Guest Blogger Skip Stiles
October 13th, 2020
My day job with Wetlands Watch has me constantly confronting the reality of climate change, which manifests mostly as sea level rise here in coastal Virginia. As I drive through rising waters on the streets, near-daily reminders of what is coming, I feel a sense of dread. This work is draining and the more I understand the problem the worse it gets. Sometimes it seems overwhelming.
But then the optimist that got me into this endeavor kicks in and I get renewed energy from trying to create solutions to the challenges that face us. To paraphrase Pasteur, “Change favors the prepared mind.” Now all we have to do is get prepared.
We do a lot of listening, in community halls and church basements, as people talk about their experiences with sea level rise related flooding and what they need to deal with it. We started thinking about what it would take to meet their needs and also achieve our goals for “nature-based solutions,” resilient approaches that would allow the shoreline to grow its own protection and not just be turned into a concrete wall.
We needed some new adaptation designs but couldn’t find any. So, we turned to university students with design skills looking for projects to work on. We asked Virginia Sea Grant for support and they became our partner. We then met with Hampton University’s Architecture program and Old Dominion University’s Environmental Engineering program and suggested they come into Chesterfield Heights, a shoreline neighborhood in Norfolk. Each of these academic programs had a senior design project/studio required so instead of designing a shopping center, why not have these students design a resilient community?
The students worked for a year, talking to the residents, conducting neighborhood tours, making designs, discarding them, and starting over again. Engineers called the architects impractical and the architects complained that the engineers were unimaginative. At the end, the group came up with designs for this century-old, low/moderate income neighborhood that reduced the flood risk AND increased the environmental quality of the community.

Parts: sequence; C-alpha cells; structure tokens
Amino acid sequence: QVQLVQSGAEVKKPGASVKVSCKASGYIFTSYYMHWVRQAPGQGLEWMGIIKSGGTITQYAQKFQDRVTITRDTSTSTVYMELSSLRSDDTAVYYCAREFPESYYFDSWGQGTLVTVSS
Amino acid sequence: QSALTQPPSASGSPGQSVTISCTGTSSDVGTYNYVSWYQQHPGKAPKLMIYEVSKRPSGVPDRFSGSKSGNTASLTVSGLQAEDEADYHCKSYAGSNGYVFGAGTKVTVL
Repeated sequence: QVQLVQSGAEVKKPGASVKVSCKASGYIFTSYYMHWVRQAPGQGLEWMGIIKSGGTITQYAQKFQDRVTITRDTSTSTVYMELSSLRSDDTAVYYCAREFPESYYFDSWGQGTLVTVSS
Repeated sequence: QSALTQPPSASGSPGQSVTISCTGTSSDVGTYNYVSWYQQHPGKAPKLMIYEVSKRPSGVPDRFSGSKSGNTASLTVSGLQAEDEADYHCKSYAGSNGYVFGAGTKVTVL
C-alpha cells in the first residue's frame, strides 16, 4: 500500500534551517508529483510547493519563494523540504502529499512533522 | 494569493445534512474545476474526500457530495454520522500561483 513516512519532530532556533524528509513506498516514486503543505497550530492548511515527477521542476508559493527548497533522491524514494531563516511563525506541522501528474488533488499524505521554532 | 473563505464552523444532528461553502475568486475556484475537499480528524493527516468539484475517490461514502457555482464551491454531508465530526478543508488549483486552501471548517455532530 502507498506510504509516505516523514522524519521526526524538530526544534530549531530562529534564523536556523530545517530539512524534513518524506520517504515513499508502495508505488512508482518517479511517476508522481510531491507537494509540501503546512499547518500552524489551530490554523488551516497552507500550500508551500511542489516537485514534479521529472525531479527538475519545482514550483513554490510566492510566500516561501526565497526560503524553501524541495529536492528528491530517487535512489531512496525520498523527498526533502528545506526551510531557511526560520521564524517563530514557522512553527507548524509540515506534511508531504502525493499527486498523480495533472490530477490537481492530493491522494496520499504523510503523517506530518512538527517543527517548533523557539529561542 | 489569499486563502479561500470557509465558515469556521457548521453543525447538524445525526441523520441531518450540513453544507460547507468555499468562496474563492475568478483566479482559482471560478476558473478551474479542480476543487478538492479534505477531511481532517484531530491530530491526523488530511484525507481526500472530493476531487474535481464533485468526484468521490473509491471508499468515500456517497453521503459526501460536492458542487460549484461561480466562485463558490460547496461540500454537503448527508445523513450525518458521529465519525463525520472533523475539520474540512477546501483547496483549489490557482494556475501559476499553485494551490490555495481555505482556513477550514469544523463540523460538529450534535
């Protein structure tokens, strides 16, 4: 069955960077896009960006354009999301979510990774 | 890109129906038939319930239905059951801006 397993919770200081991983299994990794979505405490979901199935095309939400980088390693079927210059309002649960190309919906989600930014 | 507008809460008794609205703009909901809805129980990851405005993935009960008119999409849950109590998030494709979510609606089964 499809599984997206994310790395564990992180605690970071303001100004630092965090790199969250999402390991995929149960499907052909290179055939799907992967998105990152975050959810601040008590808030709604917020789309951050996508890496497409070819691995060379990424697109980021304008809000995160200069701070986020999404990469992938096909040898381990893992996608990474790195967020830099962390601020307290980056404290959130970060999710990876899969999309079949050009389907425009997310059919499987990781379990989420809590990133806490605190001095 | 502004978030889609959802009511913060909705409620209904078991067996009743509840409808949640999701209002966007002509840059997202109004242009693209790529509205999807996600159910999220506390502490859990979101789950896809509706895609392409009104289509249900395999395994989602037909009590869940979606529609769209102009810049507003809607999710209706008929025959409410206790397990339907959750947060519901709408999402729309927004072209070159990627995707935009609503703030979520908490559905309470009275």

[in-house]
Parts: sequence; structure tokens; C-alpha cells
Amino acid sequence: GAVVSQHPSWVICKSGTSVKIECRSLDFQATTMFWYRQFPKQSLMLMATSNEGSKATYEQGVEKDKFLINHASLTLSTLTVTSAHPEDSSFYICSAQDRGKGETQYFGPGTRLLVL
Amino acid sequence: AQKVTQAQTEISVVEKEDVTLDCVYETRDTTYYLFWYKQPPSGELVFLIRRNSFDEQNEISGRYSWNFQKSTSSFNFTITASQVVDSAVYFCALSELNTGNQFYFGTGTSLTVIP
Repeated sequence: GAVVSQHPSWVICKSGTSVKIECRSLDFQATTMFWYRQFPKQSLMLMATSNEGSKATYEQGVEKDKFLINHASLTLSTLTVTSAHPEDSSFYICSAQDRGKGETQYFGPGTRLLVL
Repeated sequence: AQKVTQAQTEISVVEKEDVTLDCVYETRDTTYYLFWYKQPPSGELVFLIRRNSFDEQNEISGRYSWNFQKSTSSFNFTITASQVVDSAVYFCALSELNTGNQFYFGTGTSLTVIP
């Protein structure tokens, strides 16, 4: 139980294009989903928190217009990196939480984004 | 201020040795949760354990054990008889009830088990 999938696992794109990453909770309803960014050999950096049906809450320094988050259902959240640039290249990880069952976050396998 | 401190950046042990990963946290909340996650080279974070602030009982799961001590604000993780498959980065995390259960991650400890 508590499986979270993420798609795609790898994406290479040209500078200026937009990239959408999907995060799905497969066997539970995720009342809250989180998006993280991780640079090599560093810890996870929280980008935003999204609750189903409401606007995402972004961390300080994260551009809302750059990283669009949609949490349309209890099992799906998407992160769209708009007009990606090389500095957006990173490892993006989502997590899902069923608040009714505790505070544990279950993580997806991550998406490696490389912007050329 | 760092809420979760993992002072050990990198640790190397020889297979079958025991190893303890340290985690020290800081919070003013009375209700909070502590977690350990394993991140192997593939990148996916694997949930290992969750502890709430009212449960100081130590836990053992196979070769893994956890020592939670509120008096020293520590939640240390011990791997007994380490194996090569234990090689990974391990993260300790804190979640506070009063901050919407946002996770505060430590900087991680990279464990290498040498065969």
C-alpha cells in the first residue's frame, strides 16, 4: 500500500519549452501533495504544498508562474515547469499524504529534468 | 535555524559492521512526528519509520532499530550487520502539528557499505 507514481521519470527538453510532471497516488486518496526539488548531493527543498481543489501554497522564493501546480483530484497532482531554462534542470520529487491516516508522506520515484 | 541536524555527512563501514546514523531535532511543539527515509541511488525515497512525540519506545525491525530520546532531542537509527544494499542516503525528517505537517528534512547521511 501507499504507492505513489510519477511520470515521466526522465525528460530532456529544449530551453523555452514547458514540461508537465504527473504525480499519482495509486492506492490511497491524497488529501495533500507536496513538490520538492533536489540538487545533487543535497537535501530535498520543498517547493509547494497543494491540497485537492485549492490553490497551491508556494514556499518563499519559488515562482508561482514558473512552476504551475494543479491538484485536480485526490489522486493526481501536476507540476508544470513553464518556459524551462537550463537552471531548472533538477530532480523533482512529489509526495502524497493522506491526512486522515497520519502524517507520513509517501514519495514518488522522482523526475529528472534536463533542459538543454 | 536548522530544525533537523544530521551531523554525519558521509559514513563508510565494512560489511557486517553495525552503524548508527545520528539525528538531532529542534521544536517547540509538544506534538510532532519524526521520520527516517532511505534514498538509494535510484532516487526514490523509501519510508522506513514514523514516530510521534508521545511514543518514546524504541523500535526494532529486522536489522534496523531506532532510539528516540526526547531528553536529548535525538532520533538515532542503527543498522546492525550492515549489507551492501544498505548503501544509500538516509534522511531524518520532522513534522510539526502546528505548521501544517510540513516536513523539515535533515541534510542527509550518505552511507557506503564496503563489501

The design work was recognized and celebrated. The students and their professors gained practical experience in adaptation design using natural features. The community had conceptual designs that allowed Chesterfield Heights to make the case for their projects, putting them at the top of the City’s funding list along with richer neighborhoods. And Wetlands Watch began to demonstrate new and exciting ways to develop community-driven, nature-based resilience designs.
That would have been enough, but then it got really interesting.
The designs were picked up by the City of Norfolk which further developed them in a larger design process, partnering with the Dutch government. Those plans were submitted to a national program, the National Disaster Resilience Competition, which used post-Hurricane Sandy money to help communities protect themselves from the next storm.
In 2016, the designs based on the students’ work won a $125 million award! The City of Norfolk has started to build out Chesterfield Height’s resilience plans. And a few of the students who worked on the project were hired by engineering and architecture firms working on the implementation!
Since that success, we have moved on to a number of other neighborhoods in southeastern Virginia with additional university teams. We dubbed this project the “collaborative resilience laboratory” or “Collaboratory”. For the Collaboratory work, we choose low/moderate income neighborhoods with modest flooding problems and put the residents in contact with student teams to develop resilience designs. We have used engineering landscape architecture, and geography students from Virginia Tech and architecture students from University of Virginia and James Madison University.
We haven’t hit the jackpot like Chesterfield Heights did but, in partnership with the Elizabeth River Project, these other neighborhoods have secured hundreds of thousands of dollars in grant funding to implement nature-based resilience projects.
This experiment is still being run. We’d like to bring social science students and finance classes into these neighborhoods to round out the resilience work. We are looking to scale up the work of the Collaboratory and broaden it to other parts of Virginia’s coastal plain, when things return to normal. For now, we are shifting the work to a virtual platform and working on line and with remote camera work for site visits.
For me, seeing the excitement of the students when they are working on these projects and seeing the energy that the community partners bring to the process is exactly what I need to keep plugging along in this often overwhelming work.
William A. (Skip) Stiles, Jr. is executive director of Wetlands Watch, a statewide nonprofit environmental group based in Norfolk, VA. Prior to his current position, starting in 1998, Mr. Stiles was an independent consultant, providing editorial and public policy services to a number of clients on issues related to science, the environment, and public policy. For the previous 22 years, from 1976 to 1998, Mr. Stiles served in a number of senior staff positions in the US House of Representatives.